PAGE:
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Structure of Nucleus

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Nucleus Structure and Function

A cell is known as the basic structural, functional and biological unit of all living organisms. It is referred to as the smallest unit of life. Cells are known as the building blocks of living organisms. There are basically two different types of cells, prokaryotic and eukaryotic. The prokaryotic cells do not contain a nucleolus and are mostly found in bacteria. The DNA in the prokaryotic cell is present in the cytoplasm and forms smaller circular DNA strands known as plasmids. The eukaryotic cells, on the other hand, contain DNA in their nucleus.

The nucleus in the cell is an organelle which contains the genetic information of that organism. In the animal cell, the nucleus is present in the centre of the cell. However, in the plant cell, the nucleus is present towards the periphery because of the huge water-filled vacuole which is present in the centre. Let us describe the structure and function of the nucleus. 

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To explain the structure of the nucleus, we must learn first about what is a nucleus.

The nucleus is a cell organelle which is spherical and is present in all the eukaryotic cells. Nucleus is referred to as the control centre of the eukaryotic cells. It also helps in the coordination of both the genes and the gene expression. The nucleus consists of other structures such as the nuclear membrane, nucleoplasm, nucleolus, and chromosomes.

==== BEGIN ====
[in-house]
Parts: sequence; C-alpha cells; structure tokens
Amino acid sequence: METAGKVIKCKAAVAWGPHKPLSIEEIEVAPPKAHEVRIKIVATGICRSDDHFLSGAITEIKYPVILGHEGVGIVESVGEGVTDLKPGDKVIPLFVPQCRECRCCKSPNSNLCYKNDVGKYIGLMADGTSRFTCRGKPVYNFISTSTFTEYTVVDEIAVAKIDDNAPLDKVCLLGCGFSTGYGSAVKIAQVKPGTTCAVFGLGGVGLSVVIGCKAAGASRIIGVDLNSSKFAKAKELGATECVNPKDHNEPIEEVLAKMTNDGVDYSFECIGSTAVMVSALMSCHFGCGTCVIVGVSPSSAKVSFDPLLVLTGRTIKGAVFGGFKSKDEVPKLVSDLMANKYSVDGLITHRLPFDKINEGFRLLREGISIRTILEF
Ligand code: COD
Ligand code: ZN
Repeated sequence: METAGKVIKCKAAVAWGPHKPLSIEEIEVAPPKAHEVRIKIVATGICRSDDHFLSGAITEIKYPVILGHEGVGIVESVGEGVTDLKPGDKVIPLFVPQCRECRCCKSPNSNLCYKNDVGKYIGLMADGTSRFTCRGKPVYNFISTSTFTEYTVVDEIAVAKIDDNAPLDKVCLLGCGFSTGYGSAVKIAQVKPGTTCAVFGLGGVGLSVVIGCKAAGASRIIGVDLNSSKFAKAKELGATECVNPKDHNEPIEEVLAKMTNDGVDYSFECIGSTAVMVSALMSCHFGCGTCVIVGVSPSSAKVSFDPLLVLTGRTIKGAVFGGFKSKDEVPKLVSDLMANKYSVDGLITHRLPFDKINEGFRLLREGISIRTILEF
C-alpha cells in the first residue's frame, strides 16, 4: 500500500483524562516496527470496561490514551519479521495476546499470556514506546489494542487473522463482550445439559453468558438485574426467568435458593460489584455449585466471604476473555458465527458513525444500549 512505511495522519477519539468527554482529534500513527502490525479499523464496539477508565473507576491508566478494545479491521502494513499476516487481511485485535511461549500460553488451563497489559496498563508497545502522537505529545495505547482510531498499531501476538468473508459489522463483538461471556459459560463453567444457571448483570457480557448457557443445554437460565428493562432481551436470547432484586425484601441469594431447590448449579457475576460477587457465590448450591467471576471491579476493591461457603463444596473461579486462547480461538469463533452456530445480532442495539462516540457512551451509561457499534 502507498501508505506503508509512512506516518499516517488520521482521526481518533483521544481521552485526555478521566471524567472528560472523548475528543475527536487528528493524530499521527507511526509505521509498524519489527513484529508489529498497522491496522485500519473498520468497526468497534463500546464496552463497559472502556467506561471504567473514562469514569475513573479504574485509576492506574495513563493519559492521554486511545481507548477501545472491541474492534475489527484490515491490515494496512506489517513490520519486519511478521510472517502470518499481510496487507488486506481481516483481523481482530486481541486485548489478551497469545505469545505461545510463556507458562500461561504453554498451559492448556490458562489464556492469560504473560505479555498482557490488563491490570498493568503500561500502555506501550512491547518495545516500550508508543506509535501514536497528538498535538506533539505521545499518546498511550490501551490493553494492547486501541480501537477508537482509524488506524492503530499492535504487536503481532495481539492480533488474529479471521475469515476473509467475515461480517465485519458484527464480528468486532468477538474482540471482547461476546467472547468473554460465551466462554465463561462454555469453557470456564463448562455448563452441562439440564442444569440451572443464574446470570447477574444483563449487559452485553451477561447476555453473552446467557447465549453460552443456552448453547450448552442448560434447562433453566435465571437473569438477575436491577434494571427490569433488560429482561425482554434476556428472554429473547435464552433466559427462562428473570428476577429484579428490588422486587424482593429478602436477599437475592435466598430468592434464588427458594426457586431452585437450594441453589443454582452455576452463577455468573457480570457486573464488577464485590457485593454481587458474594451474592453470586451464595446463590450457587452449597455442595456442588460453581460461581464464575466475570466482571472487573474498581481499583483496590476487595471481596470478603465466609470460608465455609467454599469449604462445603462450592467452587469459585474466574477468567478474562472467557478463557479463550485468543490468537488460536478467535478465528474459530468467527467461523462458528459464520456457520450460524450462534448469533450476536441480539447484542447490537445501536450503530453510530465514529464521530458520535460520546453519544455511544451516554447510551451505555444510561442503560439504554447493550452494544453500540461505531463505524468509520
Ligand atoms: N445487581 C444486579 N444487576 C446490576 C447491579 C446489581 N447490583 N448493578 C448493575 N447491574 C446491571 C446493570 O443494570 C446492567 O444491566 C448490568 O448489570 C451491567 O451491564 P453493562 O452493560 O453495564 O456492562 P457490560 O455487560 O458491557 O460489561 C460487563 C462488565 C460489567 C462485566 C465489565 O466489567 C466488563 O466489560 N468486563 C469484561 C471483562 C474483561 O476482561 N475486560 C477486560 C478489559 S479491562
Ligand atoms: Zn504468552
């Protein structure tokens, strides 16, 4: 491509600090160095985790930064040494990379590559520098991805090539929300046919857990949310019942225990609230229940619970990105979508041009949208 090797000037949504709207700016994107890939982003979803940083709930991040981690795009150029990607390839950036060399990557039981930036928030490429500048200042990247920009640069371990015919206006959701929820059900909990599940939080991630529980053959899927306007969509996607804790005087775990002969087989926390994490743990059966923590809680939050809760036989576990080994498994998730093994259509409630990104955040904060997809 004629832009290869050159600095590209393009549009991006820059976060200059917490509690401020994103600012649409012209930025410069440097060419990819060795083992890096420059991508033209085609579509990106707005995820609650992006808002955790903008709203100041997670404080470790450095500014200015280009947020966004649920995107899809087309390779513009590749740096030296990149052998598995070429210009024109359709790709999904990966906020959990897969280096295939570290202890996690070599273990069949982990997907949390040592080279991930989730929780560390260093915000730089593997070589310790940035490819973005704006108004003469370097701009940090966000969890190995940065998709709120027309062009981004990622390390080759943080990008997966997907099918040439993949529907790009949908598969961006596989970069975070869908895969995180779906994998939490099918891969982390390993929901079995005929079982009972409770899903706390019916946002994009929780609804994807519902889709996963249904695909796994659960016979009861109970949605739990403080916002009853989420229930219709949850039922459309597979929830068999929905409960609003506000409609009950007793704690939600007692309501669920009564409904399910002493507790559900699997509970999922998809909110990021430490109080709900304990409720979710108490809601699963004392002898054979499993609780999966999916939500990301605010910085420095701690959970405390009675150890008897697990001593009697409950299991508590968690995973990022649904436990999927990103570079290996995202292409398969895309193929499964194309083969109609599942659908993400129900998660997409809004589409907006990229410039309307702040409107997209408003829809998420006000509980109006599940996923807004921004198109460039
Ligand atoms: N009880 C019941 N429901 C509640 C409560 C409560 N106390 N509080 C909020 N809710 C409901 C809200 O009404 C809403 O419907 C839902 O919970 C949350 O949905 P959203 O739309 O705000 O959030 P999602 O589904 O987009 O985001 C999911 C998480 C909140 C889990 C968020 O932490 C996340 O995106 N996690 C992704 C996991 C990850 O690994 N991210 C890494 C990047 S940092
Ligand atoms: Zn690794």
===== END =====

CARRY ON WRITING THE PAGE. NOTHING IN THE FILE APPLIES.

The cell nucleus is regarded as the most prominent organelle when compared to other cell organelles because it accounts for approximately 10 per cent of the total volume of the cell. Generally, a eukaryotic cell consists of only the nucleus. However, there are some eukaryotic cells that are known as enucleate cells, meaning that they are without a nucleus, for example, the red blood cells. Some, on the other hand, are multinucleate, meaning that they contain two or more nuclei, for example, in the slime mould. The nucleus is separated from the cytoplasm or the rest of the cell by a nuclear membrane.

Structure of the Nucleus

Let us now describe the structure of the nucleus.

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The cell nucleus contains a nuclear membrane, which is referred to as the nuclear envelope, nucleolus, nucleoplasm, and chromosomes. Nucleoplasm is also known as karyoplasm and is referred to as the matrix which is present inside the cell nucleus.

The nuclear membrane differentiates the nuclear constituents from the cytoplasm. Just as the cell membrane, the nuclear envelope contains phospholipids which tend to form a lipid bilayer. The envelope helps in maintaining the shape of the nucleus of the cell and also assisting in the coordination of the flow of the molecules that go into and out of the nucleus via the nuclear pores. The nucleus of the cell consists of DNA which controls the form, growth, and function of the cell. The nucleus can be compared to the brain in its function to coordinate all the activities of the cell.